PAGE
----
Politics As A Template For Relationships

March 25, 2010 by  
Filed under Blog

This week, John McCain, the senator and the former candidate for the Presidency, who returned to the senate after being defeated by Barack Obama, was so incensed at the Democrats for pushing through a health care reform bill, that he thought it was unwise legislation, that he said he was through working with the Democrats. “There will be no cooperation for the rest of the year”, he stated.

Part of McCain’s popularity that brought him the Republican Presidential nomination when it was clear he was not the darling of the Republican leaders, was the feeling by the moderate Republicans who supported him in the primaries that he was a highly principled conciliator. That he could find a way to take his personal positions and by moderating them and finding a voice in the Democratic Party similarly inclined, he could move the country forward. His record in the Senate proved that, he ran on that, he received the nomination and he almost won the election in a year where a broken economy should have insured an easy Democratic victory.

Now, let’s talk about a relationship like a marriage or a friendship or a business partnership. Let’s assume one of the parties in the relationship does something that the other finds completely onerous. Let’s use cheating in a marriage as our topic. I am using it as an example because of the BIG business that is today in the media with Tiger Woods, Sandra Bullock, John Edwards moving from page 6 to page 1 in the newspapers. Is marriage doomed? Are years of living together, sharing love, children, major life events simply anecdotes in the relationship to be swept away by a cheating mate?

Maybe. It all depends on where the parties are in their relationship when the information is revealed. It depends on how both parties feel about the structure they built together and whether it’s worth saving.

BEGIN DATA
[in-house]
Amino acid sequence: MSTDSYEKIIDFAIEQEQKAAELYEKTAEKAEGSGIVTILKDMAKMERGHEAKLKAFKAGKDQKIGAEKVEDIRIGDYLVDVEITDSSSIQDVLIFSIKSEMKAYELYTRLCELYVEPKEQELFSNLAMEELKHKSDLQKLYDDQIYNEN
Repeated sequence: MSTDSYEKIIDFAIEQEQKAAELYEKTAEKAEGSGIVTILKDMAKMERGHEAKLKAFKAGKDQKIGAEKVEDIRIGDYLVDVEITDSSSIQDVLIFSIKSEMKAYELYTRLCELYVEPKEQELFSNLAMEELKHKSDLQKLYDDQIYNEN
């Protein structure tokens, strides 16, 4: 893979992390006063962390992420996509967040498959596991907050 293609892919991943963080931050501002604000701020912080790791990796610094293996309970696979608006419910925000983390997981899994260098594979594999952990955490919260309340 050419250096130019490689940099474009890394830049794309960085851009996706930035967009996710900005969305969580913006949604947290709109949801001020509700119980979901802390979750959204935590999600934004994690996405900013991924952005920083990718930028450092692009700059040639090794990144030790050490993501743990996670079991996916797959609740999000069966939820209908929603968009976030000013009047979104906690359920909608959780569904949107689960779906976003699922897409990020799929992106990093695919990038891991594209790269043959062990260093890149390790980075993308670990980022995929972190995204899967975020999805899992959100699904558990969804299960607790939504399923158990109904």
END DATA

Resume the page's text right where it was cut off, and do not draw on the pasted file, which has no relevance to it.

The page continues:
One thing is sure. If one party in the relationship says the equivalent of “There will be no cooperation for the rest of the year” or some other statement or position that shuts the door to talking together, working together, analyzing cause, seeing whether the relationship is salvageable, the relationship is indeed over. But, if the parties take a breath, give it a moment, then see if after the initial shock there is still enough left of the structure to work together and change the dynamics, there is hope. If there is a way to find building blocks to a rejuvenated relationship with the possibility of new happiness and new dividends, then keeping your mouth shut, or at least watching what you say and controlling what you feel may be worthwhile.

How John McCain, who clearly loves his country, can make a statement like the one I quoted is perplexing. Certainly, if, for the good of the country, he can find a way to cooperate, he should. I think he will. How the life of Tiger Woods and his wife unfolds is personally none of my business. But how people in general deal with each other in times of stress is my business. I don’t want to live in a world where people can’t take a breath and suppress their anger enough to try to find a rational solution to their problems. That world is an unpleasant and frankly a dangerous one in which to live.

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That Wonderful Word Reform

November 11, 2009 by  
Filed under Blog

Remember working with clay? You took a big lump of the stuff and squeezed it and shaped it and molded it. If you were good, and I wasn’t, you ended up with something that looked like a pot, or maybe the head of a person you knew, or a log cabin. I ended up with something that looked a lot like what it started as, a lump. It remained un-formed. I couldn’t re-form it.